Restaurateur and chef Greg Vartanian sits in a booth at the Southern Pacific Depot, one of three fine-dining restaurants in Visalia owned by him, his brother and his father. The restaurant is a former Southern Pacific Railroad depot built in 1916.
Written by David Castellon
Editor’s note: The Business Journal is marking the 10th anniversary of the Lehman Bros. bankruptcy, and the start of the Great Recession, by featuring local small businesses that survived the ordeal. Here is one of them.
Even before the Great Recession, the restaurant industry was shifting away from fine dining to casual and fast-casual restaurants.
“People were looking for value, and the value came in fast casual,” said Greg Vartanian, who co-owns with his father and brother, The Vintage Press, Southern Pacific Depot and Jack & Charlie’s in Visalia.
But while the economic collapse fueled that trend, Greg Vartanian’s three fine-dining restaurants not only survived that period, but also have seen improved business since, as more people than ever are dining out.
This despite increased competition from casual and fast casual restaurants, the latter serving food normally found in sit-down restaurants, but customers have to order or pick up their meals at a counter.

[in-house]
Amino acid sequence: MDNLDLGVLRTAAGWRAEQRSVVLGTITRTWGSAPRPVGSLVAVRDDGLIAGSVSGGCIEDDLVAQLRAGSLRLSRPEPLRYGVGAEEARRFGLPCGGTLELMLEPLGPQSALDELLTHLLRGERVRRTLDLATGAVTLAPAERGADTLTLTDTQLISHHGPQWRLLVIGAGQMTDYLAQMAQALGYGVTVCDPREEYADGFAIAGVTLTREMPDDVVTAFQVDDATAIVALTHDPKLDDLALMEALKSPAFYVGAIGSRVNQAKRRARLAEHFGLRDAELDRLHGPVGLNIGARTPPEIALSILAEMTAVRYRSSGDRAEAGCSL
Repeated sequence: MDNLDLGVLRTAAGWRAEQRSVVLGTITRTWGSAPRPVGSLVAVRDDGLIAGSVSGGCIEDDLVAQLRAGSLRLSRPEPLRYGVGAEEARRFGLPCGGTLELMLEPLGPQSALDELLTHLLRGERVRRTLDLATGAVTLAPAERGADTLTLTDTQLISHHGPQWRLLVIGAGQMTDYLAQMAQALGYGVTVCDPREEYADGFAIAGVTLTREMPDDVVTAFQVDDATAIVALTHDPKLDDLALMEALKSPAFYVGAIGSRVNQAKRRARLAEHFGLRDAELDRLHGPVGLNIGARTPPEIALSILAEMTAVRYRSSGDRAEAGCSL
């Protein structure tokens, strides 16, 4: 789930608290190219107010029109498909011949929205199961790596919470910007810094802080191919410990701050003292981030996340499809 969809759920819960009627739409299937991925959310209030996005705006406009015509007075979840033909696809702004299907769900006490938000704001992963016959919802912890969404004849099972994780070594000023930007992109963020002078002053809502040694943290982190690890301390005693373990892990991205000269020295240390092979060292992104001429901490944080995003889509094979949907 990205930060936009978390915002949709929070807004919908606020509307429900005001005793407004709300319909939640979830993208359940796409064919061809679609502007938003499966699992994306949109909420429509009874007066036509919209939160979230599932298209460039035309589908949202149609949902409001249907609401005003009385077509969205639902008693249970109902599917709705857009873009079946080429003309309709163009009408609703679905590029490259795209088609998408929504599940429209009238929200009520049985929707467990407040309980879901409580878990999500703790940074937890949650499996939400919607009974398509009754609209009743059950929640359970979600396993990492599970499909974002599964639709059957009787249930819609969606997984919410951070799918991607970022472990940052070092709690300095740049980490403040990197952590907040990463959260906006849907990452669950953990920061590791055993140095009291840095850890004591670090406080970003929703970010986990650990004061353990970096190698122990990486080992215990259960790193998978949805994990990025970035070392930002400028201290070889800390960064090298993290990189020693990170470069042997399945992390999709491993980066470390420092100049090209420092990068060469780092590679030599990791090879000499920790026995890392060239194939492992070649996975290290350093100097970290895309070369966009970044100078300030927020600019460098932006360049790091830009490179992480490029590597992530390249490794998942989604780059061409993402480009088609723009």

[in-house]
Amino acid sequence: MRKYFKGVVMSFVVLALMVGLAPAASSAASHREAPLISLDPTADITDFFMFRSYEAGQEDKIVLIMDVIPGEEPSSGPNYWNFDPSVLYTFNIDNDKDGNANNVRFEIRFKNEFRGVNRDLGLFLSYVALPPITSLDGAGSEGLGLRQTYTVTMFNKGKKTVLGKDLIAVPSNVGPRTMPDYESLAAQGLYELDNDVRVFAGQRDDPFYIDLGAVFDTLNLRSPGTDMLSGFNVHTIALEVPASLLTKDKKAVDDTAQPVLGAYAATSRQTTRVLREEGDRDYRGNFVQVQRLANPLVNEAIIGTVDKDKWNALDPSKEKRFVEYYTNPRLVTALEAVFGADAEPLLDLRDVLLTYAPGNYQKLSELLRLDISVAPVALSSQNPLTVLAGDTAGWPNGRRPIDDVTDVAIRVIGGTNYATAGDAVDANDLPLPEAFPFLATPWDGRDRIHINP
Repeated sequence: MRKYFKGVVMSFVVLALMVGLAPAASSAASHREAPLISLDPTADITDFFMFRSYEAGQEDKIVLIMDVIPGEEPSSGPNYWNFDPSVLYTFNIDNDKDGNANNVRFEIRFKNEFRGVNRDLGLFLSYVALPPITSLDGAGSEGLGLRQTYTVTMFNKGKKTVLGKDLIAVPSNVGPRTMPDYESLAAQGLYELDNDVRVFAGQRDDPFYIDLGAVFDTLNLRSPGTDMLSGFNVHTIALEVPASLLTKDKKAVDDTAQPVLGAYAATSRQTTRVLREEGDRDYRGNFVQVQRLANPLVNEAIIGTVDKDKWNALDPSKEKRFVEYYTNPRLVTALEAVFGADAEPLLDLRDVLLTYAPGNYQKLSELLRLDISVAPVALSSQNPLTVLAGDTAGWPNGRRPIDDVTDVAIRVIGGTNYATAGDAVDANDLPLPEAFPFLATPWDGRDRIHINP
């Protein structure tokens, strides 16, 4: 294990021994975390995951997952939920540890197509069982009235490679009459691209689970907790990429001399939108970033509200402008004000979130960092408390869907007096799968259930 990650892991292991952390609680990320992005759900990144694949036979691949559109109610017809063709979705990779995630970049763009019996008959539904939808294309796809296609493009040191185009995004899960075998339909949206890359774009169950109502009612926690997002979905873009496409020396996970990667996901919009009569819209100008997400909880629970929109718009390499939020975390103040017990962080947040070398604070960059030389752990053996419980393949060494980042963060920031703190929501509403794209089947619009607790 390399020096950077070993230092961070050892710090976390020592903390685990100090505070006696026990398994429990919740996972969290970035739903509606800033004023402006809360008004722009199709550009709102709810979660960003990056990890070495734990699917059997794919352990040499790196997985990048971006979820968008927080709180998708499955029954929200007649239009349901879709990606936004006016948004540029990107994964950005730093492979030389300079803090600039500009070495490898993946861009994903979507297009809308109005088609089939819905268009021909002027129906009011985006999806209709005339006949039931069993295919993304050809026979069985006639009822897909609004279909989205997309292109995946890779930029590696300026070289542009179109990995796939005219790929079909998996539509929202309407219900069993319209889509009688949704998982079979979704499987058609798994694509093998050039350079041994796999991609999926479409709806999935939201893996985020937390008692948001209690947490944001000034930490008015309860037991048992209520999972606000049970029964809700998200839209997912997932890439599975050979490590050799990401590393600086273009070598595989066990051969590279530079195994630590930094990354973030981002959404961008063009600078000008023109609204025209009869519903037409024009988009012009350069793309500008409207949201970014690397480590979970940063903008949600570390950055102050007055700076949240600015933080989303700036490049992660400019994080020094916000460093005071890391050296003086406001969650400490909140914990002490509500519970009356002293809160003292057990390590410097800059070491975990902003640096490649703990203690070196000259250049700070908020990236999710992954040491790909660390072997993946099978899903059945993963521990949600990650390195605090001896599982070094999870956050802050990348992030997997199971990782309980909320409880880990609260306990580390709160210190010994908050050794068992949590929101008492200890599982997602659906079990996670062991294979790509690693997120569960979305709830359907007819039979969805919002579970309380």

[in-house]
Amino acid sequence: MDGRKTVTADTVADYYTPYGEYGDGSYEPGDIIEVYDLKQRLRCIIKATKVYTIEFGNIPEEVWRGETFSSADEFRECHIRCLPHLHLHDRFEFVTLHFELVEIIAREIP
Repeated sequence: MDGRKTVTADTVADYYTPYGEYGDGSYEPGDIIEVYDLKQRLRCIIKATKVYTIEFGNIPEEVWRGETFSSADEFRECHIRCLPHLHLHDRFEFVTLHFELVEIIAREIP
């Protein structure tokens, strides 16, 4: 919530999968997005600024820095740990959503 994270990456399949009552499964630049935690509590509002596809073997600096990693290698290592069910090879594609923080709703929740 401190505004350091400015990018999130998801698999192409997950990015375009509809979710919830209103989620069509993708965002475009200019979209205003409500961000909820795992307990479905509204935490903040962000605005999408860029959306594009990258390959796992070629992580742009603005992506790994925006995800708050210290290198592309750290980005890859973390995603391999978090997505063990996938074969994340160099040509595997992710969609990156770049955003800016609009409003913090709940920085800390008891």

“You didn’t see that 20 years ago,” and they were starting to emerge before the start of the Great Recession, which was a good time for the restaurant industry, as people had more disposable income and could afford to dine out before the economy turned, Vartanian said.
Once the Valley started to experience the effects, “Fine dining was feeling the squeeze, because people were still going out, but they kind of traded down a little bit.”
As for how his three Visalia restaurants survived, Vartanian said, “I think in the community we live in, we are very relevant to people,” in part because as there are few other “white tablecloth” restaurants in the region.
Still, he added, there is more competition, as “We compete for the same food dollar that goes to the fast-casual segment.”
During the recession, the Vartanian family began offering inexpensive entrees, alongside the more expensive ones to draw diners on budgets.
The family also advertised more, but not in a regular fashion. Instead, they started participating in charitable and community events, offering food for people to sample and attracting new customers.
Vartanian said he learned from the recession that fine dining always has a place, as “Taking your wife out for a pleasant evening will not go out of style.”
He also better learned the value of listening to customers to find out what works and what doesn’t.
But restaurateurs don’t need feedback via Yelp reviews, said Vartanian, who urged customers to ask to speak to managers and owners to praise or disclose problems with meals.
“Don’t go to social media. Keep the humanity,” he said. “Anonymously, like on Yelp, it’s hard to do anything about it.”